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Center for Student Accessibility Works with Academic Departments on Initiative for Students on the Autism Spectrum

October 02, 2013

Digital artwork created by Project REACH participant Michael Giannola.

The Center for Student Accessibility (CSA), in conjunction with the Department of Psychology and the Department of Computer Science, embarks upon its second semester this month with a new program for students with Autism Spectrum Disorders (ASDs) and other disabilities. The initiative, funded by the FAR Fund, is called Project REACH.

Goals of the program include increasing campus awareness and knowledge about ASDs, providing academic, professional development, and career planning tools to students with ASDs and other disabilities, providing opportunities for social interactions and mentorship for individuals with ASDs and other disabilities, providing a rapid screening tool to identify students with high numbers of autistic traits who might benefit from further evaluation, and evaluating the impacts of these resources on the quality of life and academic success of students with disabilities.

The Project was pioneered by CSI faculty members Kristen Gillespie-Lynch and Patricia Brooks and then Center for Student Accessibility (CSA) Director Chris Cruz Cullari, along with Bertram Ploog, Deborah Sturm, and Nelly Tournaki.

Original artwork by Leonard Donegan.

Joanne D’Onofrio, now the Interim Director of the CSA, worked closely with Cullari during the vanguard of the project and sees the programming expanding this academic year.

The Project REACH program established an Autism Resource Center as well as Web-based supports in an effort to increase the academic, social, and professional success of students with ASDs. While the CSA has a strong foundation of support for the College community, using the tenets of most effective methods for students with ASDs, the Center will benefit from these additional resources.  The College of Staten Island is the CUNY college with the largest number of students with ASDs; more than 80 students at CSI are identified with ASDs, a notable increase from 2007 when only seven students with ASDs were registered. Students with ASDs face a variety of academic and social challenges. By helping students develop their self-advocacy and professional skills, Project REACH hopes to address many of the complex issues and needs that students, faculty, and staff face.

The Autism Resource Center, which serves as a hub of information for individuals with ASDs, faculty, and peers, is located in the Center for Student Accessibility (1P-101). The Resource Center features technology, books (such as autobiographies by people with ASDs and their family members), and informational DVDs and pamphlets about ASD resources, including internship and employment opportunities.

This past academic year, CSI Psychology Professor and ASD specialist Gillespie-Lynch worked directly with students with ASDs on academic advising and career planning, and also with faculty and peer mentors who work with individuals with ASDs. Project REACH provides professional development for faculty and staff to guide them in working more productively with students with ASDs.  It also pairs students with peer mentors who assist in connecting students with ASDs with resources across the campus, such as the Career and Scholarship Center, and beyond.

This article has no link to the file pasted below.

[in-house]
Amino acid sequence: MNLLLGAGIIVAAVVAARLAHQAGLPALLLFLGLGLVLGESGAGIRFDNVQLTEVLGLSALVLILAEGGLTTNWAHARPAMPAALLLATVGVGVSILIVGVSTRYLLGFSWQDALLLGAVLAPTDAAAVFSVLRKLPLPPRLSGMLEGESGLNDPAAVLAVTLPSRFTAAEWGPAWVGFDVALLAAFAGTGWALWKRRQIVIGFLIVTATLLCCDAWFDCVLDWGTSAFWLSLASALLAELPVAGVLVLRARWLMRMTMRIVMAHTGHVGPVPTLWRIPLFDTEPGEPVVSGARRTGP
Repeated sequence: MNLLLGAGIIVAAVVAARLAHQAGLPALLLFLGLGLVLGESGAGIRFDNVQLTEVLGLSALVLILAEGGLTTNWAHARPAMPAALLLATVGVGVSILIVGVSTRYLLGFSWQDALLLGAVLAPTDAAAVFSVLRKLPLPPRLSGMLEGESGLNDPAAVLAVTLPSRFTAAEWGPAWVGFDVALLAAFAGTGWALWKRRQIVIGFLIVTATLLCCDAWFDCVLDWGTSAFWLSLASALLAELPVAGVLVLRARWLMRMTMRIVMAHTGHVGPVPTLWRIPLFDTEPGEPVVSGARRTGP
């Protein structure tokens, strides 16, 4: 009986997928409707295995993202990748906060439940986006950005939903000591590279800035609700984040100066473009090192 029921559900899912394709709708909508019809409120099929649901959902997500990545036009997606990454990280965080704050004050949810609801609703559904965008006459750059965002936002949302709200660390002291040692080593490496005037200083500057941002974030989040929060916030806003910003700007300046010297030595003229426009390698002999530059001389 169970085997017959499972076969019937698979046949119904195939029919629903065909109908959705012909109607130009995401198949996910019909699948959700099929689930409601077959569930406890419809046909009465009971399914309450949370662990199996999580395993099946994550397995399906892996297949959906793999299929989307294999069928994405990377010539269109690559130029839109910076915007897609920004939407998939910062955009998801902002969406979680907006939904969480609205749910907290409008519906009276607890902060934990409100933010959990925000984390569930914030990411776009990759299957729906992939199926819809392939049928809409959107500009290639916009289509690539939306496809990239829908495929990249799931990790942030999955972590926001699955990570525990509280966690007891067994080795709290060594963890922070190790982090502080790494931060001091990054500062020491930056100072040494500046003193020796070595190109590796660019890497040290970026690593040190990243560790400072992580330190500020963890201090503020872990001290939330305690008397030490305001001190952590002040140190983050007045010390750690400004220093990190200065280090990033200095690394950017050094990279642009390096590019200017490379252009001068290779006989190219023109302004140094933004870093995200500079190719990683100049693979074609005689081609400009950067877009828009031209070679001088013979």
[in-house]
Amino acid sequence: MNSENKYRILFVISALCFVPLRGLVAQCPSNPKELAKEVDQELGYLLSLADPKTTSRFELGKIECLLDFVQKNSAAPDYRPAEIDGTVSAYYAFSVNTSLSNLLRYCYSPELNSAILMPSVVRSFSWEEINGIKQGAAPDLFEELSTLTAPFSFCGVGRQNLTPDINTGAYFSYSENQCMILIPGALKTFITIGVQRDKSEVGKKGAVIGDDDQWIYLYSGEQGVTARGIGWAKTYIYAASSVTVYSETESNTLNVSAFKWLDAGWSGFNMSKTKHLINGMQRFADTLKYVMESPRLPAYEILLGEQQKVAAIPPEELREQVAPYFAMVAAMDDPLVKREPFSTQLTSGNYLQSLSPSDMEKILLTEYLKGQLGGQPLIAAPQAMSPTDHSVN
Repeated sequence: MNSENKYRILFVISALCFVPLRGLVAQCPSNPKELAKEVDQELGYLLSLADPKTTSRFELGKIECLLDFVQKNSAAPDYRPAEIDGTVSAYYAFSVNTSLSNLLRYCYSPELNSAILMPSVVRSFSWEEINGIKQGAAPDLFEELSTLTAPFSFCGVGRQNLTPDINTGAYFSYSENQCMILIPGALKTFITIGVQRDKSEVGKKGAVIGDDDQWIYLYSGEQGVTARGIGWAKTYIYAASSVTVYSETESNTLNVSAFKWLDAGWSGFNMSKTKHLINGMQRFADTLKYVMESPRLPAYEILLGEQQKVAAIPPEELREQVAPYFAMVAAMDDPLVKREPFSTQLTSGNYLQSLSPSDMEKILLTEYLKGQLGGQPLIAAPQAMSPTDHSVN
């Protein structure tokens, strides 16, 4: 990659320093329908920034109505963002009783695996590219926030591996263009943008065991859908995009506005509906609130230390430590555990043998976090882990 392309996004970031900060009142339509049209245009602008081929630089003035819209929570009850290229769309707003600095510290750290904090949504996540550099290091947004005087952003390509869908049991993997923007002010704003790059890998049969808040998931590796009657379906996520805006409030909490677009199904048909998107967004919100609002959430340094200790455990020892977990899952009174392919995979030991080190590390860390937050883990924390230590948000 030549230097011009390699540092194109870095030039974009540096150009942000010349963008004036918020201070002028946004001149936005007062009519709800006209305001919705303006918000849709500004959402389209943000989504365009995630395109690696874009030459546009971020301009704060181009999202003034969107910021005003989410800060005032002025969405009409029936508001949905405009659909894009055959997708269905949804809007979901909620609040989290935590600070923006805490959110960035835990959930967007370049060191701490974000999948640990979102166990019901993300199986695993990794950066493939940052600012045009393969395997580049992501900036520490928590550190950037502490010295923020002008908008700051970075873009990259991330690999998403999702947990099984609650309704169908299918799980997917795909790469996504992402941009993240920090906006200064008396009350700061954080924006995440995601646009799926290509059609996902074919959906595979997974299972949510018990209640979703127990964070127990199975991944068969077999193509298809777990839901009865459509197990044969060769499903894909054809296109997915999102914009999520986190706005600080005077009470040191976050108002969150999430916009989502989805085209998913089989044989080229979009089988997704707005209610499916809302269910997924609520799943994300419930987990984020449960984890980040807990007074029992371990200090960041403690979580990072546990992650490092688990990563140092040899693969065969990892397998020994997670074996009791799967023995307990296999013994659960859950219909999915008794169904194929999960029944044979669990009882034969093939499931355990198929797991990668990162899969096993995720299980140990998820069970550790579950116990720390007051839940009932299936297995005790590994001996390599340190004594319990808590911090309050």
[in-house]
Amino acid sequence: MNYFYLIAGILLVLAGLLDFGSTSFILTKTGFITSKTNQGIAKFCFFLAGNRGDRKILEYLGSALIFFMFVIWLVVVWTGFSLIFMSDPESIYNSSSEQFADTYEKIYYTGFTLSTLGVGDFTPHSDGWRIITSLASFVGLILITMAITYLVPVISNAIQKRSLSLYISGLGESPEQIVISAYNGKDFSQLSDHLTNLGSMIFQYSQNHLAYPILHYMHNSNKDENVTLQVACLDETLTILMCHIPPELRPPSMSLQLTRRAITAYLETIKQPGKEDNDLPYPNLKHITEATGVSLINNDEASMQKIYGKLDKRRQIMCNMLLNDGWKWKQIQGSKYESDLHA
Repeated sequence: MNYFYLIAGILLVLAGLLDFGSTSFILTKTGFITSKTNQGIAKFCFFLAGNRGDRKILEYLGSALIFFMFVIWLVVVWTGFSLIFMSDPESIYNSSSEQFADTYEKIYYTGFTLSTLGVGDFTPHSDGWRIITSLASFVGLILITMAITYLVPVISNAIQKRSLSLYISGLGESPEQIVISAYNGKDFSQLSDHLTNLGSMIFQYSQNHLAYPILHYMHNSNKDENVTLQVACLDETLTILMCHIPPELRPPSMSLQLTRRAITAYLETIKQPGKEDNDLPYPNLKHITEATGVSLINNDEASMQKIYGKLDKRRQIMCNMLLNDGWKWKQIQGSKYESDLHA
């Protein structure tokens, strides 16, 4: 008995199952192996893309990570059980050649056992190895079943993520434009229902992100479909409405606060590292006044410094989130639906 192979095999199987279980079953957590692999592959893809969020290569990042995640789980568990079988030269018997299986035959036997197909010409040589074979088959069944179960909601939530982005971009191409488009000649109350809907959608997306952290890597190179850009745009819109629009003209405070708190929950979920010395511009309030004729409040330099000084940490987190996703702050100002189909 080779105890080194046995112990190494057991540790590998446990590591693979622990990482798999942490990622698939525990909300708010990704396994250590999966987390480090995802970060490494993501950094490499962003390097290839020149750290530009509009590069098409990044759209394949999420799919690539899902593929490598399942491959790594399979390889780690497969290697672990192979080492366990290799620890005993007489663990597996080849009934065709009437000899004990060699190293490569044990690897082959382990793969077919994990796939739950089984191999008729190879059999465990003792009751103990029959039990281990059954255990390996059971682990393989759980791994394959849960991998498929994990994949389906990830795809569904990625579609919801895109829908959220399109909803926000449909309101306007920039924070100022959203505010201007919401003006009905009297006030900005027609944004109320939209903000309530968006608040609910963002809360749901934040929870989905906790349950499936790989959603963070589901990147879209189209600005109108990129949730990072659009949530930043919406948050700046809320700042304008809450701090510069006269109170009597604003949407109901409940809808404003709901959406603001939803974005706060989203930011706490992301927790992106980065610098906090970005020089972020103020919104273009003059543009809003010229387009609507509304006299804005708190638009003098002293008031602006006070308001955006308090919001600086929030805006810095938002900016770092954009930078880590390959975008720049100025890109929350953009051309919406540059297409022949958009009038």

“By training faculty across academic departments, we hope to create a campus-wide team of faculty mentors who are knowledgeable about ASD and interested in meeting regularly with students with ASD. Training will increase the sensitivity of faculty members to the variety of difficulties students with ASD may face on campus and in the classroom, and will assist them in providing support to ensure students’ academic success,” noted Dr. Gillespie-Lynch, adding that a related goal is to provide training for CSI undergraduate and graduate students who are interested in working as academic tutors or peer mentors for students with ASDs.

The Website, including a mobile interface, is comprised of sections such as general information about ASDs, preliminary ASD screening, and a social calendar of the proposed new resource center’s events, as well as tutoring opportunities and workshops for students with ASDs and for faculty and peer mentors. The Resource Center is also used to develop a monthly calendar of synergistic activities and workshops.

“We have had a very successful first year hosting Project REACH, and I am very excited that CUNY has once again funded this collaborative effort with Dr. Kristen Gillespie-Lynch and the Psychology Department.  We will continue to work with other partners, including the Institute for Basic Research, Parent to Parent of NYS, and ACCES-VR Staten Island,” noted D’Onofrio. “Based on feedback from students during focus groups at the end of the spring term, the goal of the mentorship project for the fall of 2013 is to help students develop their self-advocacy and public speaking skills in group sessions, as well as optional one-on-one meetings, which will assist students in developing their academic and employment skills.”

Project coordinators continue to pursue grants from appropriate funding agencies to extend the project. Professor Brooks is also leading the project’s efforts to engage in a longitudinal study of students with ASDs in a college setting, examining the variables that impact students’ success and completion.

The CSA is a part of the Division of Student Affairs.

For further information is available on the CSA’s Autism education page.

By Sara Paul, Kristen Gillespie-Lynch, and Ken Bach


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